Homer was once a place Kari Dendurent came for vacations. Now, as Homer Middle School’s principal, the southern peninsula has become her home.
“Since I moved to Alaska, we’ve come to Homer on weekend trips, to go fishing,” said Dendurent. Now that she and her partner, Jared Kane, are residents, Dendurent said, “We love it. Homer is like a vacation to us.”
That enthusiasm extends to her role as the HMS top administrator.
“My professional goals are to brand our school as a top-notch school,” said Dendurent. “That includes having a great school climate, pride, high academic achievement, parent involvement and community support and involvement.”
To put a grade on how well that’s going, Dendurent looked around at the school’s 187 students (10 more than projected) and their parents, 15 teachers, five paraprofessional educators and a half dozen support staff.
“I am very impressed with the caliber of the teaching here and the experiences people bring into the classroom,” said Dendurent. “Students are engaged. We’re a five-star school. Overall, the students are extremely polite. A lot are involved in activities, whether student activities or art or playing hockey in the community. And the parents are very approachable.”
Approachable also could describe Dendurent. She was at the head of the school’s float in Homer High School’s homecoming parade, beside Demon, a striking black and white husky and the spitting-image of the school’s Husky mascot, and Jaime Sylva, with a brown and white version of Demon. Behind them was a crowd of seventh- and eighth-grade students dressed in the school’s colors of blue and white and displaying so much energy the HMS float was named “Most Enthusiastic” by the judges.
Originally from Oregon, Dendurent was 9 years old when she moved to the Matanuska Valley area with her mother, Carol, also an educator. Dendurent graduated from junior and high school in Houston. She received her bachelor’s and master’s degrees from the University of Central Florida, where she is currently working on her doctorate in educational leadership.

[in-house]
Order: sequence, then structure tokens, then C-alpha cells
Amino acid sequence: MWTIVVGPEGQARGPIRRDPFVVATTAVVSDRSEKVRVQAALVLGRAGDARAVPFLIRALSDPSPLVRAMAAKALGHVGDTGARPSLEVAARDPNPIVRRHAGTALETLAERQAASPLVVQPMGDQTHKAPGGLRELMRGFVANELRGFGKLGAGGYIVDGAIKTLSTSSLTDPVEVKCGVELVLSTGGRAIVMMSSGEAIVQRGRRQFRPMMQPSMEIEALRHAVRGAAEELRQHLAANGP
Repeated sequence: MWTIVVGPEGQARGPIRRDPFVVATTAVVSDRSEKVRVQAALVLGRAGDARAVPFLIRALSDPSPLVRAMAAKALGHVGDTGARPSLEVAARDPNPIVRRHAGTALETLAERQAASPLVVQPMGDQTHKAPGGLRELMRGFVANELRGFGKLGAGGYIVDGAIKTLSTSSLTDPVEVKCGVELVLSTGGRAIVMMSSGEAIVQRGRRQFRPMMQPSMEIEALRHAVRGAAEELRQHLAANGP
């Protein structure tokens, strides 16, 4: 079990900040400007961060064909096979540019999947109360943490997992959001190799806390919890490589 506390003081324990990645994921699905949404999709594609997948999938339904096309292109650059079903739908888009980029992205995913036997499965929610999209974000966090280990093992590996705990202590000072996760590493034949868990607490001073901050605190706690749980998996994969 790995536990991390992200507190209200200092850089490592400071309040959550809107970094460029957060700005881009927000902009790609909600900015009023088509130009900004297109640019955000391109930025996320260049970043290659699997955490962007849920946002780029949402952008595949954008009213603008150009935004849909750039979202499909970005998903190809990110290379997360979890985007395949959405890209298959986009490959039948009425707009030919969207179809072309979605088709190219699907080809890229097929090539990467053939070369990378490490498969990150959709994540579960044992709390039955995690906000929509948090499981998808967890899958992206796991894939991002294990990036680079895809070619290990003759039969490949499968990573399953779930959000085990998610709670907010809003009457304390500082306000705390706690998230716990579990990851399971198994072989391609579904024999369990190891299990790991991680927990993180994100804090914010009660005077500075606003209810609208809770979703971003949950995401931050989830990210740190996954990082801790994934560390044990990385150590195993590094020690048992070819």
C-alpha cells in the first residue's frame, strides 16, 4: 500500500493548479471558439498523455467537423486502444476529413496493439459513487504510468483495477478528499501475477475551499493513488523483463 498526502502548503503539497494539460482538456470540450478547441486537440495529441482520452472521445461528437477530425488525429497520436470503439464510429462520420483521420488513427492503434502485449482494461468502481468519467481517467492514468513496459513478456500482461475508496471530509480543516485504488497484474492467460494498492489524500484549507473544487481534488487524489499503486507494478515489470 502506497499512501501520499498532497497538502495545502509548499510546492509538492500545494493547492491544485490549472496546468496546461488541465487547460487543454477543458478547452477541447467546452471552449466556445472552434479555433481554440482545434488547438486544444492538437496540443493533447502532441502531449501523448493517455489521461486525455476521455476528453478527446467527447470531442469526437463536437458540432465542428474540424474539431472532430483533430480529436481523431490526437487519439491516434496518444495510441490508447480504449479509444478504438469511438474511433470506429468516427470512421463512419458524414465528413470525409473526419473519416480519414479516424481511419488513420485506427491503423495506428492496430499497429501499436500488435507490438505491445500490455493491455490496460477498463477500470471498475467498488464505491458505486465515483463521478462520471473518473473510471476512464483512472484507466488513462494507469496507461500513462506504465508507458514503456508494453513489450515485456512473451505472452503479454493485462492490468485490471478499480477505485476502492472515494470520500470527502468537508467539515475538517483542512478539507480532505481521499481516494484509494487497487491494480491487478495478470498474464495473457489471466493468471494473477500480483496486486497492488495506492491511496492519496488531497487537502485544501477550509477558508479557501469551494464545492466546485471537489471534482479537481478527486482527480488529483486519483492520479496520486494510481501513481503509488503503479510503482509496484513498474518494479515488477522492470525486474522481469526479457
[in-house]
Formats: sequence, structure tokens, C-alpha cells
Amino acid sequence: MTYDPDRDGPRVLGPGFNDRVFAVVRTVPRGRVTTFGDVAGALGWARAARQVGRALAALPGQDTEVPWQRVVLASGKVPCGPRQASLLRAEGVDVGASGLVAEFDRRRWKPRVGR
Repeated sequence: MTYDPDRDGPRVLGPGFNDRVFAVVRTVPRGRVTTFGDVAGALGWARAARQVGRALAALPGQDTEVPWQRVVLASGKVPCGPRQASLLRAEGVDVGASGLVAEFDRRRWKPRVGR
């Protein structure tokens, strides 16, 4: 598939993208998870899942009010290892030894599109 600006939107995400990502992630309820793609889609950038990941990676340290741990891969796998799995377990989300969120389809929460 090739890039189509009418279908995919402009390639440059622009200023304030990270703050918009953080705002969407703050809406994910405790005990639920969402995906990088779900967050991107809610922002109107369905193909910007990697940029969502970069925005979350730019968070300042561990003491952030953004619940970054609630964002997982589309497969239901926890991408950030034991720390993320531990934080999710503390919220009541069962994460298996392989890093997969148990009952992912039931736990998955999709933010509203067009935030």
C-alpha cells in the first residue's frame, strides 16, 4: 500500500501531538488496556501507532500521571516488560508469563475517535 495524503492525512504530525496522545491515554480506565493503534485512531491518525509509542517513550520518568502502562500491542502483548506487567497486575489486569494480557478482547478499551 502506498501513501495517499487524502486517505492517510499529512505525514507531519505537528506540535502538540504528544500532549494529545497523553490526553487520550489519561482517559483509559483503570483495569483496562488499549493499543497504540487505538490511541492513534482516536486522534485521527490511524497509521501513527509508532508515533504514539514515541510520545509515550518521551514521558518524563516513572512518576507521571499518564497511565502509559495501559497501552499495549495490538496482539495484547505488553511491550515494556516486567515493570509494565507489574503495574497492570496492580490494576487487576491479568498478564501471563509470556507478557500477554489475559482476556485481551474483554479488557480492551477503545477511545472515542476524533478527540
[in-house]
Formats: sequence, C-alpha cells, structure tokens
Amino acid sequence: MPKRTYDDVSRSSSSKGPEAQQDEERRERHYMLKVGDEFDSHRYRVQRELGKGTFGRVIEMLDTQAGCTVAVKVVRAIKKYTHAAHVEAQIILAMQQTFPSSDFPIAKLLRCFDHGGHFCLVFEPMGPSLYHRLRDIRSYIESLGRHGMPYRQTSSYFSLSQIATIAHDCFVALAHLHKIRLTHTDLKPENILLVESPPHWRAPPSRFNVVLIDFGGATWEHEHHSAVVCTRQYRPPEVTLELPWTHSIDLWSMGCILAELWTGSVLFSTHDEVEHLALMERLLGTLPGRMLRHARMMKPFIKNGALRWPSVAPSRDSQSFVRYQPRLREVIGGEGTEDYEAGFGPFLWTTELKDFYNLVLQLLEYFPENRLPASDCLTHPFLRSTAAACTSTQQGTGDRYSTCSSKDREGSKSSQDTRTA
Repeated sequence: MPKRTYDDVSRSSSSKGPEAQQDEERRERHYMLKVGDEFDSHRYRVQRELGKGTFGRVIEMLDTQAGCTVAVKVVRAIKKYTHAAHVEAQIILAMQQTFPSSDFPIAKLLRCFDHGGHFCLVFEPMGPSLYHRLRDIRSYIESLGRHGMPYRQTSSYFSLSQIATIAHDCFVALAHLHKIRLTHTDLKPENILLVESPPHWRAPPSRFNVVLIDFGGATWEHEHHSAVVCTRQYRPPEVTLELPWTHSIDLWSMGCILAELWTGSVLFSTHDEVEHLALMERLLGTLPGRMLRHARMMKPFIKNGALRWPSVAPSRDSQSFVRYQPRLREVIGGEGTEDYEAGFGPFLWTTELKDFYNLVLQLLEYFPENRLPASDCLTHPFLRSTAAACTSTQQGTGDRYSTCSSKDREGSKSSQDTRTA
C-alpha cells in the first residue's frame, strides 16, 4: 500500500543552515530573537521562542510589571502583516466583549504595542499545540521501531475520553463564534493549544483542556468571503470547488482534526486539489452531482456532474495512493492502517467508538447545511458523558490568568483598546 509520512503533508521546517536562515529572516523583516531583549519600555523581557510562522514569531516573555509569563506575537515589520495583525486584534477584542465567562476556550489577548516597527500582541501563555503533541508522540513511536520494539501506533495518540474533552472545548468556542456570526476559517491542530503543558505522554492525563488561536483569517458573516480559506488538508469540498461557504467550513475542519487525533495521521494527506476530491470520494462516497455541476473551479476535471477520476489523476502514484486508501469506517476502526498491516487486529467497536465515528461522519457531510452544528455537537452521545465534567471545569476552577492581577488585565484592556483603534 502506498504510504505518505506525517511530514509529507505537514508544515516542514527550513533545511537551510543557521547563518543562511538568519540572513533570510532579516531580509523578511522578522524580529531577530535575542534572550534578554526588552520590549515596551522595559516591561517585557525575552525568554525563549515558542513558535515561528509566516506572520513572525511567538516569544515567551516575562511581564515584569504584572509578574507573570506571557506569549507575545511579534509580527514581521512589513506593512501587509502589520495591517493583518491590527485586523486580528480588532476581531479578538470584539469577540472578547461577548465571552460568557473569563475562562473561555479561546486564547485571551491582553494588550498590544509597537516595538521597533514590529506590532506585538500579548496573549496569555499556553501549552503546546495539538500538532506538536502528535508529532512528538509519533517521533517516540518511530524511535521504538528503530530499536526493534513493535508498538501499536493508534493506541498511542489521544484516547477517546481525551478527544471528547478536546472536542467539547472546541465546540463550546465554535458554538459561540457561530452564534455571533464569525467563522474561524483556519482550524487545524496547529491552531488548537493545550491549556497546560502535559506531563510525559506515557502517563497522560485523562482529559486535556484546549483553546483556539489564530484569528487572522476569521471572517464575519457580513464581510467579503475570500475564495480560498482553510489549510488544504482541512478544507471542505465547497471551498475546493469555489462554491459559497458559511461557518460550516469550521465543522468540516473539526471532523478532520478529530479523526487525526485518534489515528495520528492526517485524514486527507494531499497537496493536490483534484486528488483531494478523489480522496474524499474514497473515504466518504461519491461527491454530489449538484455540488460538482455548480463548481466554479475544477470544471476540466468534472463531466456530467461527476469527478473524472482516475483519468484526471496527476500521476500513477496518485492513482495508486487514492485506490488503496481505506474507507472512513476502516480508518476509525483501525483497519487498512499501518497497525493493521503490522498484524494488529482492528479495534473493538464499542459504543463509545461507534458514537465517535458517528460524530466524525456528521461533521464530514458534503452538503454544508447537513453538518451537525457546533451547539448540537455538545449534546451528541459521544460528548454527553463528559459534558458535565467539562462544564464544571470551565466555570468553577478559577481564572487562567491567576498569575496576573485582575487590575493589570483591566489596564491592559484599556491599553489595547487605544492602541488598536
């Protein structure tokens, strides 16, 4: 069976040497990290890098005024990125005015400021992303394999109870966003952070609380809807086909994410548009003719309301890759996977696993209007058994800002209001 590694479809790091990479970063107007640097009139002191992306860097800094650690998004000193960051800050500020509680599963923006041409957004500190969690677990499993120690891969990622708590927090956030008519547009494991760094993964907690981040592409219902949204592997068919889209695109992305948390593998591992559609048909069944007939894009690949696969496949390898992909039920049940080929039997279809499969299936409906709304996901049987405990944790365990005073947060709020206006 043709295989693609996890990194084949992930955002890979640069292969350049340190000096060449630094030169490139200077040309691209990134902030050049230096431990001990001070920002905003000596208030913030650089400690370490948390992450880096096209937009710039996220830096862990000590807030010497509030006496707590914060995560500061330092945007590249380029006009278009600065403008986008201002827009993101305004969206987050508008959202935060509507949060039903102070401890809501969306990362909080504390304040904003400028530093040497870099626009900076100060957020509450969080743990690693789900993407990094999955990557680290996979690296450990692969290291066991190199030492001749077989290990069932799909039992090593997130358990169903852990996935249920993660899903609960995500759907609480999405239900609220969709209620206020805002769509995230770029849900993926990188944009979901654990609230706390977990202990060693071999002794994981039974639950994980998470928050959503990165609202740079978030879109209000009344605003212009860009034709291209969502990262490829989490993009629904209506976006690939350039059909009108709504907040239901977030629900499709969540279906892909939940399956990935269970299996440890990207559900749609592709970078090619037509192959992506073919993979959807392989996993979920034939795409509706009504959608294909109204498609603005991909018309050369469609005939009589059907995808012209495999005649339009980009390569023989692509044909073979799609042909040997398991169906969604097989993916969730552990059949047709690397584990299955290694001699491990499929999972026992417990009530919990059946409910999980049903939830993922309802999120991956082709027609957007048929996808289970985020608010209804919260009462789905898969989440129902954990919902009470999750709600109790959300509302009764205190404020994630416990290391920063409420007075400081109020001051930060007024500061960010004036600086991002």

Dendurent has been the assistant principal at Houston High School, at Palmer High School and at a high school and middle school in Florida.
By the time Dendurent discovered the principal position had opened at Homer Middle School, it had already closed. Then it reopened. And here she is.
On the first morning of the 2013-2014 school year, she told faculty, staff and students in the school’s gym that she wanted to hear a shout of school spirit loud enough to be heard all the way to Fat Olives, a local restaurant several blocks away. Her enthusiasm for Homer Middle School hasn’t let up since then.
“We’re really trying to brand that we’re Homer Huskies,” she said of building strong school pride.
State test scores from last year gave HMS a five-star rating, but Dendurent said there are challenges ahead with new state standards.
“Testing is going to look a little different … so while the students are still performing, the results and data may be skewed because the measurements are different,” she said. “We’re working with parents, letting them know what that really means.”
In addition to academic achievement, student involvement is encouraged in sports and activities at school and in the community. Parental involvement in the school also is encouraged and Dendurent said she is “reminding teachers that there’s a list of parents that want to volunteer. … The biggest thing is we want people to feel very comfortable and welcome coming into our school.”
Giving teachers an opportunity to bring ideas to the table also is important to Dendurent. Darcey Mueller, the school librarian, will host TED (technology, entertainment and design) talks on the second Tuesday of the month, open to students, parents and the community. Quest and yearbook teacher Rand Seaton and his students are working with Haven House to create photographic montages that explore alcohol abuse.
“I think what’s really happening is that teachers are saying they want to do something and I’m saying we’ll do whatever we can do to support it,” said Dendurent.
Supporting Homer’s artistic spirit is another commitment Dendurent had made. Working through Bunnell Street Arts Center’s artist-in-the-schools program, Eddie Wood will do a two-week salsa dance workshop that wraps up with a celebration the Friday before Thanksgiving.
Today the school is participating in the Great Alaska ShakeOut, an earthquake preparedness drill. The school’s first music concert is Oct. 22 at Mariner Theatre. Parent-teacher conferences are Oct. 24-25. And Dendurent is going to be a judge of a chili cook-off sponsored by First Student, the district’s transportation contractor, on Oct. 30.
Dendurent and Kane recently purchased a 22-foot Sea Sport, have “been checking out the fishing grounds” and Kane took second place in the Elks recent winter king salmon derby. The couple also is looking forward to cross country skiing, love to go four-wheeling and enjoy camping and hunting.
During the day, however, Dendurent can be found at Homer Middle School, “in the hallways and greeting students in the morning, in the afternoon being accessible. And because I also do discipline, I want to make sure the kids know my office isn’t just about discipline. It’s about leadership and academics,” she said.
McKibben Jackinsky can be reached at firstname.lastname@example.org.